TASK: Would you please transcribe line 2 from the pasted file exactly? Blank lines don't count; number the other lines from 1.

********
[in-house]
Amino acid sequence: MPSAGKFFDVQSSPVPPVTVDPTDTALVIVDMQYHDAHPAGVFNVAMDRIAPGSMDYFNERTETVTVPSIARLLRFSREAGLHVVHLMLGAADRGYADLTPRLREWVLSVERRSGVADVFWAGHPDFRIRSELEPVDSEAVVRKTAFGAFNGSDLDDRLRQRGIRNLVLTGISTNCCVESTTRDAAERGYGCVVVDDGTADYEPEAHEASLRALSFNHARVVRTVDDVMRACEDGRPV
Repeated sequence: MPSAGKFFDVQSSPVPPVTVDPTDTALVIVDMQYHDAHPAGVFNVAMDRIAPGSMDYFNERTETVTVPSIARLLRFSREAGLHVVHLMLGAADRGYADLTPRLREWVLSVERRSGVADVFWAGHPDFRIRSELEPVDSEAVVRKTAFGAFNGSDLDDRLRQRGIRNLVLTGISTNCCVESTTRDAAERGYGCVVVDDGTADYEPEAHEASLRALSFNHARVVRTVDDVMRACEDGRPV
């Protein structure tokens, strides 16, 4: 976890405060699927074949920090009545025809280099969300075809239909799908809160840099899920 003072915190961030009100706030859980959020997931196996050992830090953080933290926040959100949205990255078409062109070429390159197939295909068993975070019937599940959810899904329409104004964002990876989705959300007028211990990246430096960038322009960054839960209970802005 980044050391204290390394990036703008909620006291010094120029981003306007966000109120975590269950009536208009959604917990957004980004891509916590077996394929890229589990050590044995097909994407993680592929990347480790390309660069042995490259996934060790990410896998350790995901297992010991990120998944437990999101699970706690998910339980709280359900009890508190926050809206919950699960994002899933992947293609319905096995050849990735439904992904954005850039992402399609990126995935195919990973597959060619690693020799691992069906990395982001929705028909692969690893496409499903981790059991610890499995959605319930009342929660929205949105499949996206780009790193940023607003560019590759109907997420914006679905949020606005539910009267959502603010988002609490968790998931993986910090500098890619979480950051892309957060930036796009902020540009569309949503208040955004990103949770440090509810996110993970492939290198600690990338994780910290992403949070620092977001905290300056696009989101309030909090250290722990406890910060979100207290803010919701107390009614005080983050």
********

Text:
Amino acid sequence: MPSAGKFFDVQSSPVPPVTVDPTDTALVIVDMQYHDAHPAGVFNVAMDRIAPGSMDYFNERTETVTVPSIARLLRFSREAGLHVVHLMLGAADRGYADLTPRLREWVLSVERRSGVADVFWAGHPDFRIRSELEPVDSEAVVRKTAFGAFNGSDLDDRLRQRGIRNLVLTGISTNCCVESTTRDAAERGYGCVVVDDGTADYEPEAHEASLRALSFNHARVVRTVDDVMRACEDGRPV